In pursuit of our mission to fight extreme poverty, we know that rigor and research are critical when identifying successful approaches to community development. We focus on proven methods—namely increased access to education, healthcare, and stable livelihoods. Within this framework, it’s also incredibly important to diversify how outcomes are achieved by finding multiple ways to empower communities. In doing so, each community can take their own unique goals and strengths and turn them into sustainable action.
With this in mind, and on International Coffee Day, we are excited to announce our partnership with The Chain Collaborative (TCC). TCC is a nonprofit organization whose mission is to invest in the Change Leaders in coffee-growing regions. The Change Leaders drive grassroots, sustainable development in their own communities, and the TCC’s goal is to help accompany them along the way. While this is our first endeavor into supporting coffee-growing communities, we know that anchoring communities around coffee production has proven to be one of the best ways to drive local economic and human development when realized in a sustainable, community-driven way.
The Chain Collaborative believes the best way to help coffee communities achieve economic stability is to support local leaders who have a track record of helping lift up those around them. TCC focuses on community-led development through their Change Leaders infrastructure. Change Leaders are “people who make up the leadership of a community-based organization and have the vision to create, implement, and sustain change to improve their local community,” according to TCC. This aligns perfectly with our commitment to building sustainable-growth non-profit partnerships.
Once TCC has worked with the Change Leaders to outline their own visions for change, the organization makes strategic investments aimed at supporting these visions. In collaboration, they work toward building more equitable and sustainable systems, where the beneficiaries are at the helm.
The first locally-led farmer collective to receive funding through the Cotopaxi and TCC partnership will be Alicia Roque Farms in Manabí, Ecuador. As part of Alicia Roque Farms’ goal to revive local coffee production in their region, they share knowledge on climate-smart agriculture, organic methods, and the specialty coffee sector with their community of 100+ small-scale farmers. To equitize access to processing infrastructure, Alicia Roque Farms is establishing a micro-processing center that will allow their collective of growers to improve the quality of their coffee, add value to their crop through processing, and interact with the international specialty market. TCC is also facilitating supply chain linkages for Alicia Roque Farms with a number of specialty buyers to support them as they navigate their first export. By consistently reaching new markets, Alicia Roque Farms will be able to continue purchasing producers’ coffee at a higher price, and in turn, co-contribute to the uplifting of their local communities.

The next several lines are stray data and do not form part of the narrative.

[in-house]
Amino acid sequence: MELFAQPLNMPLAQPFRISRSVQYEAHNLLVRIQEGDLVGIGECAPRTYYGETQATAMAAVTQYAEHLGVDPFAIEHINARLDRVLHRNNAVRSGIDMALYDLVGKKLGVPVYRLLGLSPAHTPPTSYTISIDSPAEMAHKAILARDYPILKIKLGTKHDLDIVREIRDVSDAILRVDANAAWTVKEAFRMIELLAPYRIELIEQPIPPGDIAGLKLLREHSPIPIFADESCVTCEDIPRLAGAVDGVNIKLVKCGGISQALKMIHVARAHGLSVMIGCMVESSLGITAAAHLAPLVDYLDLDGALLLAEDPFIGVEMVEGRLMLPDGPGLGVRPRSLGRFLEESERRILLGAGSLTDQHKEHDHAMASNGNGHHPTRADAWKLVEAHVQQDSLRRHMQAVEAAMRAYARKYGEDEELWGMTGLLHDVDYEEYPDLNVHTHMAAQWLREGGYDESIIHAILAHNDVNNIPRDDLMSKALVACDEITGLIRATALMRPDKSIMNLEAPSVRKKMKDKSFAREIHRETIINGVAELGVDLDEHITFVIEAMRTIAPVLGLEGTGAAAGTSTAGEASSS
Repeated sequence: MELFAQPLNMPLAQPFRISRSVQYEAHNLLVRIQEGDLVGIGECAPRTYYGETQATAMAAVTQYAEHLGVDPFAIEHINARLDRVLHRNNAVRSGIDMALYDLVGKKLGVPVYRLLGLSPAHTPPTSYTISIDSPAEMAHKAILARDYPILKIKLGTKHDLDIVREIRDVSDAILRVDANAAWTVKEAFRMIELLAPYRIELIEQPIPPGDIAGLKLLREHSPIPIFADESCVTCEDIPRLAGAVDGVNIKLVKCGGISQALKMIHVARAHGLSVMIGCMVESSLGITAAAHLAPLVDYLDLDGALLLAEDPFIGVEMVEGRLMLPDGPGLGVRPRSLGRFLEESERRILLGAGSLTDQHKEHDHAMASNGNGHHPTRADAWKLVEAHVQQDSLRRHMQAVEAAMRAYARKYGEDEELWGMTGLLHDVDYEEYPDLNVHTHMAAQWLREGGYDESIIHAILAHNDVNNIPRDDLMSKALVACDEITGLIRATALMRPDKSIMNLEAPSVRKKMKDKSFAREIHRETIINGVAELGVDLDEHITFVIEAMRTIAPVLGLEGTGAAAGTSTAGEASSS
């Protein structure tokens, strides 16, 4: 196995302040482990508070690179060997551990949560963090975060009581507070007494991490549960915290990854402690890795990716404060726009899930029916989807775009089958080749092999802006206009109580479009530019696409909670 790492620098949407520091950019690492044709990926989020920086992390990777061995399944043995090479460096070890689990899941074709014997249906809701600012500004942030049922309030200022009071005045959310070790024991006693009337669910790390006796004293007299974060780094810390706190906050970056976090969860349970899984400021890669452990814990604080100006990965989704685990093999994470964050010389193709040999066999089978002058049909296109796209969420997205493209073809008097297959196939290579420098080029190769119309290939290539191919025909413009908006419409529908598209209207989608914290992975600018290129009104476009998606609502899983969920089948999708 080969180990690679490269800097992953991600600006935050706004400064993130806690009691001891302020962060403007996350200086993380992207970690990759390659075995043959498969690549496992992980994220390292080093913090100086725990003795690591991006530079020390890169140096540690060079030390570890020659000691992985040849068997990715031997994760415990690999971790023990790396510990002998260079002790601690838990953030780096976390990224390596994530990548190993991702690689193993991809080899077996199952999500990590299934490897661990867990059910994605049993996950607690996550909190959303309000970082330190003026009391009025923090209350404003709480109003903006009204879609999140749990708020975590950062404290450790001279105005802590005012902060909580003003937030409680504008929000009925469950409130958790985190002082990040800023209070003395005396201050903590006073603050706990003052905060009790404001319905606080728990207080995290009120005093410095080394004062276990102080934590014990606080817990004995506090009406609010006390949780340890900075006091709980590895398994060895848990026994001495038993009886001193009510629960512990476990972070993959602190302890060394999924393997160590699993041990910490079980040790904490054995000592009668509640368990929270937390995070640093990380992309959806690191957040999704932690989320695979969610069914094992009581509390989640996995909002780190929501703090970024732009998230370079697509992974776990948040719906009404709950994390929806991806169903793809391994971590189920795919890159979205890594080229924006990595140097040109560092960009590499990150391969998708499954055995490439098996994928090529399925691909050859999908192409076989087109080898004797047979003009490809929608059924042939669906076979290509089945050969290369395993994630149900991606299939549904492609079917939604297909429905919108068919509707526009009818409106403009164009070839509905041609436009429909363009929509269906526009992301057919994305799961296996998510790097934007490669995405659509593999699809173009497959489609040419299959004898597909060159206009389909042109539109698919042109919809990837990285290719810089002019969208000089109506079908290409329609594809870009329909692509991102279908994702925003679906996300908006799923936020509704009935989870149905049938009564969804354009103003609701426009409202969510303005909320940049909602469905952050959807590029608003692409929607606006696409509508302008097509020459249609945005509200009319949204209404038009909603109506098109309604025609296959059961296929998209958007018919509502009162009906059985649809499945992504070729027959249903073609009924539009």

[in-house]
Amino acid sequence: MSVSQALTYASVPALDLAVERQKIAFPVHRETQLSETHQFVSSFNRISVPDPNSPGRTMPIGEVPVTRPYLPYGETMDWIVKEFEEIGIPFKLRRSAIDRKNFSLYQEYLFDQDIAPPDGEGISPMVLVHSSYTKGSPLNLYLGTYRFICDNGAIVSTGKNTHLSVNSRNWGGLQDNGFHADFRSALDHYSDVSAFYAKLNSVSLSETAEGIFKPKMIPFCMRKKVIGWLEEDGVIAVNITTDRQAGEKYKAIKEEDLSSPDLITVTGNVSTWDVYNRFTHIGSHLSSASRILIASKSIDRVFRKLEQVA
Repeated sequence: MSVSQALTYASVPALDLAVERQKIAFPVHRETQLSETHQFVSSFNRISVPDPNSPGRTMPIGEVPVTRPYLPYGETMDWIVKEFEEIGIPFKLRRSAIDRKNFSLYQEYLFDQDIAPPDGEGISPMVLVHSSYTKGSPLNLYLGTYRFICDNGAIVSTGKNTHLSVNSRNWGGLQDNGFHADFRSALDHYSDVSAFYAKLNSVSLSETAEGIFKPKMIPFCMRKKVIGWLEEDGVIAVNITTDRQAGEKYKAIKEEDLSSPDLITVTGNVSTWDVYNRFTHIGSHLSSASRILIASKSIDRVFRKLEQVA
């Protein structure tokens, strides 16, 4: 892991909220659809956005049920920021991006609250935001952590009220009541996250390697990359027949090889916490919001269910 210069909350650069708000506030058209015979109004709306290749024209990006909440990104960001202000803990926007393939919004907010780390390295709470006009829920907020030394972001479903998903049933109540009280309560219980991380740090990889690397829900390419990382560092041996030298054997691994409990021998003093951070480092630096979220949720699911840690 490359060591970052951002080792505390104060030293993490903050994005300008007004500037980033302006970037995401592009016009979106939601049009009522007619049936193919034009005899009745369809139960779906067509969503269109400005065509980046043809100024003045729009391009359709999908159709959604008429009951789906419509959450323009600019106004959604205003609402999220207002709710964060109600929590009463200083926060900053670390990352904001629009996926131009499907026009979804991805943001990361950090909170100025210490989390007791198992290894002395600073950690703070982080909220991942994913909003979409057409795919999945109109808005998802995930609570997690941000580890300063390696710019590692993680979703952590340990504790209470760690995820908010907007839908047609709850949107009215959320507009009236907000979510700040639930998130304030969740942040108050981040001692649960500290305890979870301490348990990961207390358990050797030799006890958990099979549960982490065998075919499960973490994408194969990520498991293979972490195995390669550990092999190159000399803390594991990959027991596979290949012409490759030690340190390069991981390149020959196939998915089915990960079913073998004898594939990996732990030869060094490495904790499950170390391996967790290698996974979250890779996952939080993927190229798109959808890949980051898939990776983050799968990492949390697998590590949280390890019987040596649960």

In Manabí, 75% of people are unable to meet basic needs, making it crucial to ensure fair prices for producers in the area. Since 2013, the once robust production and export of coffee in Ecuador has declined due to low field productivity, high processing costs, and dominance from large agri-business. Currently, only 5% of coffee farmers in Ecuador are organized, compared to 80% in Colombia and 42% in Peru. However, by strengthening the Ecuadorian supply chain, facilitating farmer organization, and helping increase the quality and quantity of yields, TCC intends to jump-start a semi-dormant local industry and eventually see the 45 nearby producer communities connected to Alicia Roque Farms improve their quality of life.
Stay tuned for more updates from this unique partnership!